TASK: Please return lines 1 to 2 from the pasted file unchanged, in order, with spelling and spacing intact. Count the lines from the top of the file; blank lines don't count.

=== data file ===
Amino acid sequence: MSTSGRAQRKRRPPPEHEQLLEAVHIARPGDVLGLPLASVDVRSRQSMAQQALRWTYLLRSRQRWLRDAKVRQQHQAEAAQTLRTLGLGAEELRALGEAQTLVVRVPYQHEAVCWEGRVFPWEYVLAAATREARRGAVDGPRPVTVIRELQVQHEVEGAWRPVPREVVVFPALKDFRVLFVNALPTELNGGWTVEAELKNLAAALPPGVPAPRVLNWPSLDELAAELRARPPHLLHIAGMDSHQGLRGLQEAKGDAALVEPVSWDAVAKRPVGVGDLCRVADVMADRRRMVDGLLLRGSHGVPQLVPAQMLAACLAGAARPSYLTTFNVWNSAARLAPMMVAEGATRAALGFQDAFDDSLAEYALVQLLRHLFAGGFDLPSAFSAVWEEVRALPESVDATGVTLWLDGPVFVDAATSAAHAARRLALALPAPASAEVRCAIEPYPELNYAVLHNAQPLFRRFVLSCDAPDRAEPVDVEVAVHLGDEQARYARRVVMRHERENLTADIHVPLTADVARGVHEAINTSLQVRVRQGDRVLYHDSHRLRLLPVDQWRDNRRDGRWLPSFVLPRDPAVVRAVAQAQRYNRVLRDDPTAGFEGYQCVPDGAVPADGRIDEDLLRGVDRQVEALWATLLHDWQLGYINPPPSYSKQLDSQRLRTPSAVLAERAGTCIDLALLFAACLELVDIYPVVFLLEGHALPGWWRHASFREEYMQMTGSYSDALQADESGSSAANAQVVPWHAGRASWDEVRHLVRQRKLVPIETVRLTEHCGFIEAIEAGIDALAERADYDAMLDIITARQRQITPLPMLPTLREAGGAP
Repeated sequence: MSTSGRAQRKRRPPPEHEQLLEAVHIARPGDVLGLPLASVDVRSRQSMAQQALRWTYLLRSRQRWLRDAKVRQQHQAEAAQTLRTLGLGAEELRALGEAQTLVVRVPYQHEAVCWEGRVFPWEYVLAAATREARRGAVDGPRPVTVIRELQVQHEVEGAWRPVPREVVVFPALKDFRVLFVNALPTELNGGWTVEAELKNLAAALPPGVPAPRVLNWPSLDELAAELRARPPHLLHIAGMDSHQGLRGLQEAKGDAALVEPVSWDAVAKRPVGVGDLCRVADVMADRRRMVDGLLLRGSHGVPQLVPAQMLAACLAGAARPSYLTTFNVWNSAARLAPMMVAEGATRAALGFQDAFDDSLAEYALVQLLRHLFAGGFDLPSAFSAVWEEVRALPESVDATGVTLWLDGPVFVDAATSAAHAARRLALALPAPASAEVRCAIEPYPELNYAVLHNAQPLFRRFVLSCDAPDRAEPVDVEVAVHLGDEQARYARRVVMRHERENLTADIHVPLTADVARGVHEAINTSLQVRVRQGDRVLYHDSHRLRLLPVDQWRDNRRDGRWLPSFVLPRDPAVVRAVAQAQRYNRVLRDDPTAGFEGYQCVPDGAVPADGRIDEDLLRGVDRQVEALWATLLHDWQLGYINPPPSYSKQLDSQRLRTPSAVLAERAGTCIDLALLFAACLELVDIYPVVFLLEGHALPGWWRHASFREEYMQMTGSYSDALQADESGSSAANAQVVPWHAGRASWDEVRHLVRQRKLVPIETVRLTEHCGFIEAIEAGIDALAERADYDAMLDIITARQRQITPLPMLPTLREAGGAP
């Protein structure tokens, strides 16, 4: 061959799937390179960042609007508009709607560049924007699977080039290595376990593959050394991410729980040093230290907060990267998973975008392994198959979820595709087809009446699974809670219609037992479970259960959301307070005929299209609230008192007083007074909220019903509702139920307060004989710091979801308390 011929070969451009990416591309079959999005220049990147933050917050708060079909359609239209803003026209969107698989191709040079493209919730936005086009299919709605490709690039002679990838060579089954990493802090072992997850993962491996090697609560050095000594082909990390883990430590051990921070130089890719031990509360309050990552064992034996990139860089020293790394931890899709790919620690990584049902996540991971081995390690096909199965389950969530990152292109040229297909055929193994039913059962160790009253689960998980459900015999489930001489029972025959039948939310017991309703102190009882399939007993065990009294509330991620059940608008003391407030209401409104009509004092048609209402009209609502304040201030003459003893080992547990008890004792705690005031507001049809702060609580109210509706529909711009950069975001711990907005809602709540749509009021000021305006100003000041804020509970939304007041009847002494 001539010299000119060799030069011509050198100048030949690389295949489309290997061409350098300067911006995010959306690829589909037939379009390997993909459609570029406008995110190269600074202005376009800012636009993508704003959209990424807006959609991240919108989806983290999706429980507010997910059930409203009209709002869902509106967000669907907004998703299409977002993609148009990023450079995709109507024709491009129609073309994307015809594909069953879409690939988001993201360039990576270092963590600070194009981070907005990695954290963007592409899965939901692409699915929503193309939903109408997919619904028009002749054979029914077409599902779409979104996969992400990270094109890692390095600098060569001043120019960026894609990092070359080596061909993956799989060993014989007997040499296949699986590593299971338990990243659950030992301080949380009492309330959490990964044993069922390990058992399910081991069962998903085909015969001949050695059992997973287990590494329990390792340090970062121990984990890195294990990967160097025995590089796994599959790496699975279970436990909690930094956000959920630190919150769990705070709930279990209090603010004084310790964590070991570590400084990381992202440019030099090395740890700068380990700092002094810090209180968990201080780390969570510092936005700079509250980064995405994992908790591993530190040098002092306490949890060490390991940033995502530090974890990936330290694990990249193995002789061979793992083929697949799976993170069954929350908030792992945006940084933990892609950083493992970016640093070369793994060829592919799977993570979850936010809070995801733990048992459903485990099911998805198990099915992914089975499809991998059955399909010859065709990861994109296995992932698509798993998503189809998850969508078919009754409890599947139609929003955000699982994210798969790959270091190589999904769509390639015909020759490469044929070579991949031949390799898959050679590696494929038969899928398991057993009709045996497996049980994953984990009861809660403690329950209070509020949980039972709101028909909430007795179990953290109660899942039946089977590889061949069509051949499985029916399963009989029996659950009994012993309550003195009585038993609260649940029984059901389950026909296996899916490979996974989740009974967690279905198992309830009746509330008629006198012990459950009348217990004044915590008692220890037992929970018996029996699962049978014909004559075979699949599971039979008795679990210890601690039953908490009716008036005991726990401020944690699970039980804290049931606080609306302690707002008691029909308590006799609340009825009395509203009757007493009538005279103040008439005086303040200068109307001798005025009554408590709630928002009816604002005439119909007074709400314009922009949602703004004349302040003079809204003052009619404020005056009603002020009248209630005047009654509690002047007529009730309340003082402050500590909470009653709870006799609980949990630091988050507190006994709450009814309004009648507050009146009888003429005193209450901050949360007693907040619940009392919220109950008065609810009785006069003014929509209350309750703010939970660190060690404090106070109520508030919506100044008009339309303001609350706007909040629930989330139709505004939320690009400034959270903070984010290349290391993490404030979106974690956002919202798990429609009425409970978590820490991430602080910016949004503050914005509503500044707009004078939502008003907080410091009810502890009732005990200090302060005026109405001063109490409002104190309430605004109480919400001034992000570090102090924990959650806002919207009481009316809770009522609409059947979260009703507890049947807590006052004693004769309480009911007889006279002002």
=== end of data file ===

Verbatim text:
Amino acid sequence: MSTSGRAQRKRRPPPEHEQLLEAVHIARPGDVLGLPLASVDVRSRQSMAQQALRWTYLLRSRQRWLRDAKVRQQHQAEAAQTLRTLGLGAEELRALGEAQTLVVRVPYQHEAVCWEGRVFPWEYVLAAATREARRGAVDGPRPVTVIRELQVQHEVEGAWRPVPREVVVFPALKDFRVLFVNALPTELNGGWTVEAELKNLAAALPPGVPAPRVLNWPSLDELAAELRARPPHLLHIAGMDSHQGLRGLQEAKGDAALVEPVSWDAVAKRPVGVGDLCRVADVMADRRRMVDGLLLRGSHGVPQLVPAQMLAACLAGAARPSYLTTFNVWNSAARLAPMMVAEGATRAALGFQDAFDDSLAEYALVQLLRHLFAGGFDLPSAFSAVWEEVRALPESVDATGVTLWLDGPVFVDAATSAAHAARRLALALPAPASAEVRCAIEPYPELNYAVLHNAQPLFRRFVLSCDAPDRAEPVDVEVAVHLGDEQARYARRVVMRHERENLTADIHVPLTADVARGVHEAINTSLQVRVRQGDRVLYHDSHRLRLLPVDQWRDNRRDGRWLPSFVLPRDPAVVRAVAQAQRYNRVLRDDPTAGFEGYQCVPDGAVPADGRIDEDLLRGVDRQVEALWATLLHDWQLGYINPPPSYSKQLDSQRLRTPSAVLAERAGTCIDLALLFAACLELVDIYPVVFLLEGHALPGWWRHASFREEYMQMTGSYSDALQADESGSSAANAQVVPWHAGRASWDEVRHLVRQRKLVPIETVRLTEHCGFIEAIEAGIDALAERADYDAMLDIITARQRQITPLPMLPTLREAGGAP
Repeated sequence: MSTSGRAQRKRRPPPEHEQLLEAVHIARPGDVLGLPLASVDVRSRQSMAQQALRWTYLLRSRQRWLRDAKVRQQHQAEAAQTLRTLGLGAEELRALGEAQTLVVRVPYQHEAVCWEGRVFPWEYVLAAATREARRGAVDGPRPVTVIRELQVQHEVEGAWRPVPREVVVFPALKDFRVLFVNALPTELNGGWTVEAELKNLAAALPPGVPAPRVLNWPSLDELAAELRARPPHLLHIAGMDSHQGLRGLQEAKGDAALVEPVSWDAVAKRPVGVGDLCRVADVMADRRRMVDGLLLRGSHGVPQLVPAQMLAACLAGAARPSYLTTFNVWNSAARLAPMMVAEGATRAALGFQDAFDDSLAEYALVQLLRHLFAGGFDLPSAFSAVWEEVRALPESVDATGVTLWLDGPVFVDAATSAAHAARRLALALPAPASAEVRCAIEPYPELNYAVLHNAQPLFRRFVLSCDAPDRAEPVDVEVAVHLGDEQARYARRVVMRHERENLTADIHVPLTADVARGVHEAINTSLQVRVRQGDRVLYHDSHRLRLLPVDQWRDNRRDGRWLPSFVLPRDPAVVRAVAQAQRYNRVLRDDPTAGFEGYQCVPDGAVPADGRIDEDLLRGVDRQVEALWATLLHDWQLGYINPPPSYSKQLDSQRLRTPSAVLAERAGTCIDLALLFAACLELVDIYPVVFLLEGHALPGWWRHASFREEYMQMTGSYSDALQADESGSSAANAQVVPWHAGRASWDEVRHLVRQRKLVPIETVRLTEHCGFIEAIEAGIDALAERADYDAMLDIITARQRQITPLPMLPTLREAGGAP